The Internment of Japanese Americans during World War II by Charles River Editors audiobook

The Internment of Japanese Americans during World War II: The History of the Controversial Decision to Relocate Citizens Across the West Coast

by Charles River Editors
Read by Colin Fluxman

Charles River Editors
1.88 Hours Unabridged
Format: Digital Download (In Stock)
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    ISBN: 9781509431434

Even before Congress declared war on Japan the day after Pearl Harbor, the implications for people of Japanese ancestry living in the United States had begun. On December 7th, several hundred Issei, or first-generation Japanese immigrants, were arrested in Hawaii and on the mainland, having been earlier identified by the FBI as potentially disloyal to the United States. In the months that followed, the scope of suspicion would expand to include all of the 125,000 Japanese living on the mainland, and, though a smaller percentage, many in Hawaii as well. _x000D_ _x000D_ By the time the war ended, the period of internment of Japanese immigrants and citizens, lasting from 1941-1945, was considered one of the most unfortunate episodes of American history. Many government officials in the immediate aftermath of the war era continued to defend internment, citing the possibility of attack and the need to protect Americans at all costs. There were many Americans, however, whose rights as citizens went unprotected, and political arguments aside, no American can fail to acknowledge the costs of internment to Nikkei families, physically, financially, socially and psychologically. It was not until the first week of September in 1945, just a few weeks after the dropping of the atomic bombs on Japan and the surrender of the Japanese that followed, that Japanese internees knew for sure they would be allowed to leave the camps. _x000D_ _x000D_ The Internment of Japanese Americans during World War II: The History of the Controversial Decision to Relocate Citizens Across the West Coast examines one of the darkest chapters in American history.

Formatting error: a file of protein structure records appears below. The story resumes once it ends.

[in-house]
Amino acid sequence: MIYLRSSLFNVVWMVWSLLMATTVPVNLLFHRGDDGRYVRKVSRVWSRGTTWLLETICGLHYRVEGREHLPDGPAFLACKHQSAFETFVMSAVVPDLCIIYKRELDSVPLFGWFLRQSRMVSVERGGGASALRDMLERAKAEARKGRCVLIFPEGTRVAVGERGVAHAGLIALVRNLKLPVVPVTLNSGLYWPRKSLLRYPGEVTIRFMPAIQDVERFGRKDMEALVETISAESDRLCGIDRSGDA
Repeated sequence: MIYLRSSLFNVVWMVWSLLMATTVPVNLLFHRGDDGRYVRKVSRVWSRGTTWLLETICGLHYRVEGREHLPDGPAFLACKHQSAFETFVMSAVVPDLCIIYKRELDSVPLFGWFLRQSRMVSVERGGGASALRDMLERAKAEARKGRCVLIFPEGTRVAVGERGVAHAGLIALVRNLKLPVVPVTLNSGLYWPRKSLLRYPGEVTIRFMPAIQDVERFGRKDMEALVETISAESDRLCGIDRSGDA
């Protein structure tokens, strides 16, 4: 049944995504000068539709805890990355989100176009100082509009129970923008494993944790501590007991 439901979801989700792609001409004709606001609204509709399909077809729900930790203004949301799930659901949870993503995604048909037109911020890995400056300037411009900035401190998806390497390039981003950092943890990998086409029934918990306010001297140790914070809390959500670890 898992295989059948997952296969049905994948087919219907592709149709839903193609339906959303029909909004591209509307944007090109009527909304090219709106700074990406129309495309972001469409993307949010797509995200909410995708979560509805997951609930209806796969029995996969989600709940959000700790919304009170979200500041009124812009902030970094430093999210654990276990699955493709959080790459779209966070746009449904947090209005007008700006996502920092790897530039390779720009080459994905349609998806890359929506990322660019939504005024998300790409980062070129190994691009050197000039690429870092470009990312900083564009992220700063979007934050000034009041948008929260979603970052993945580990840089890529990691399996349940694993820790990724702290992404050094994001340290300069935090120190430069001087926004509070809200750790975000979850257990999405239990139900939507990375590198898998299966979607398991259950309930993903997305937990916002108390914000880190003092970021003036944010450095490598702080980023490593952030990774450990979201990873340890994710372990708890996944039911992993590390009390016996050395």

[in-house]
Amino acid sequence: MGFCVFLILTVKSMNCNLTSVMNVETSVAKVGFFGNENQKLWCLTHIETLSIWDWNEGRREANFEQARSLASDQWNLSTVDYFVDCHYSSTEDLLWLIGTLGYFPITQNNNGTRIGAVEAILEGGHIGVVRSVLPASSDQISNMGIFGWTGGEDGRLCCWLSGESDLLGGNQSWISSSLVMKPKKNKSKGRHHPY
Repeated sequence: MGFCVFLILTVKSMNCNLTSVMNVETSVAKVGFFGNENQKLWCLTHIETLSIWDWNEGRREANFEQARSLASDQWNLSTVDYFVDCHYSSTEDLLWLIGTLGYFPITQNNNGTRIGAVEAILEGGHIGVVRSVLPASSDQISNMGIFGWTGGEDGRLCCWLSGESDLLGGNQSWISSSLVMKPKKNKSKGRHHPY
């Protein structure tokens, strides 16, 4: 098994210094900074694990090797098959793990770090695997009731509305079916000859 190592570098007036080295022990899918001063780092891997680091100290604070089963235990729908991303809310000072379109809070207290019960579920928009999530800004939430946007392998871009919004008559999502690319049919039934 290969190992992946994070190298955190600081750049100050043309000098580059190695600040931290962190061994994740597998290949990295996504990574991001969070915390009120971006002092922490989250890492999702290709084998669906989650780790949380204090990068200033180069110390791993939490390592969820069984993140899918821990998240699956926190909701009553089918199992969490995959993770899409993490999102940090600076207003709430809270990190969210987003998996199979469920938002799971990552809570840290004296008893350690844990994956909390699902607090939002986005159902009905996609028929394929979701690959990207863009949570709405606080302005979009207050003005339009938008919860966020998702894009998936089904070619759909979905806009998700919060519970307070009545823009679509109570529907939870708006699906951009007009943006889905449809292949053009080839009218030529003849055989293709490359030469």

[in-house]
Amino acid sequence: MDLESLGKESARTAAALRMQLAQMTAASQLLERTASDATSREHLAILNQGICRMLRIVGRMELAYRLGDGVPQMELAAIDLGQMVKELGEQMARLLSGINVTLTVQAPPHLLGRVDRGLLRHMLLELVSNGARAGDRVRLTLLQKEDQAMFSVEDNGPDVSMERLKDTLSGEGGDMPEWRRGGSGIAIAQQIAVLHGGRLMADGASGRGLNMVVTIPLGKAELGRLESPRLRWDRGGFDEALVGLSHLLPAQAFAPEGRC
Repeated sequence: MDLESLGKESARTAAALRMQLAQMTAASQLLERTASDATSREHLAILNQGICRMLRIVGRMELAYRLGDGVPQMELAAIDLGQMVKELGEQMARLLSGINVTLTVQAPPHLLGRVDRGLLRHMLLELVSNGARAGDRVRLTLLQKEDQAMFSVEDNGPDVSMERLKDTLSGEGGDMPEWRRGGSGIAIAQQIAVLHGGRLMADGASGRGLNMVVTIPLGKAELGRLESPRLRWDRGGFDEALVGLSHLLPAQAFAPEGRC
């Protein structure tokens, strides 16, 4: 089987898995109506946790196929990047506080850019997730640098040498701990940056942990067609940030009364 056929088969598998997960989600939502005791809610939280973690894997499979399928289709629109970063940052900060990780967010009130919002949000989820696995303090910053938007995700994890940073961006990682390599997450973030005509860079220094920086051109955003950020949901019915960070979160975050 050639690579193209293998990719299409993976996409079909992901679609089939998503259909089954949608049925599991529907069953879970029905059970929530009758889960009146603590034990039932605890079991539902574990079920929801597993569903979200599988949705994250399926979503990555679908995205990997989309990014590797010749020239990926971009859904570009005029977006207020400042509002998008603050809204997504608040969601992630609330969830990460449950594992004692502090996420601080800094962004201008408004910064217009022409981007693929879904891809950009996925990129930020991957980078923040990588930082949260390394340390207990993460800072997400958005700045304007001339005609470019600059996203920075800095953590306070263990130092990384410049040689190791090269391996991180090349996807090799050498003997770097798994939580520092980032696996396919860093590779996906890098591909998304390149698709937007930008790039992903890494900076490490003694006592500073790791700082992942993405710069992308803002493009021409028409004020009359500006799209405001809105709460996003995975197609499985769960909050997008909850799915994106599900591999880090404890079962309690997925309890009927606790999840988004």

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Summary

Summary

Even before Congress declared war on Japan the day after Pearl Harbor, the implications for people of Japanese ancestry living in the United States had begun. On December 7th, several hundred Issei, or first-generation Japanese immigrants, were arrested in Hawaii and on the mainland, having been earlier identified by the FBI as potentially disloyal to the United States. In the months that followed, the scope of suspicion would expand to include all of the 125,000 Japanese living on the mainland, and, though a smaller percentage, many in Hawaii as well. _x000D_ _x000D_ By the time the war ended, the period of internment of Japanese immigrants and citizens, lasting from 1941-1945, was considered one of the most unfortunate episodes of American history. Many government officials in the immediate aftermath of the war era continued to defend internment, citing the possibility of attack and the need to protect Americans at all costs. There were many Americans, however, whose rights as citizens went unprotected, and political arguments aside, no American can fail to acknowledge the costs of internment to Nikkei families, physically, financially, socially and psychologically. It was not until the first week of September in 1945, just a few weeks after the dropping of the atomic bombs on Japan and the surrender of the Japanese that followed, that Japanese internees knew for sure they would be allowed to leave the camps. _x000D_ _x000D_ The Internment of Japanese Americans during World War II: The History of the Controversial Decision to Relocate Citizens Across the West Coast examines one of the darkest chapters in American history.

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Details

Details

Available Formats : Digital Download
Category: Nonfiction/History
Runtime: 1.88
Audience: Adult
Language: English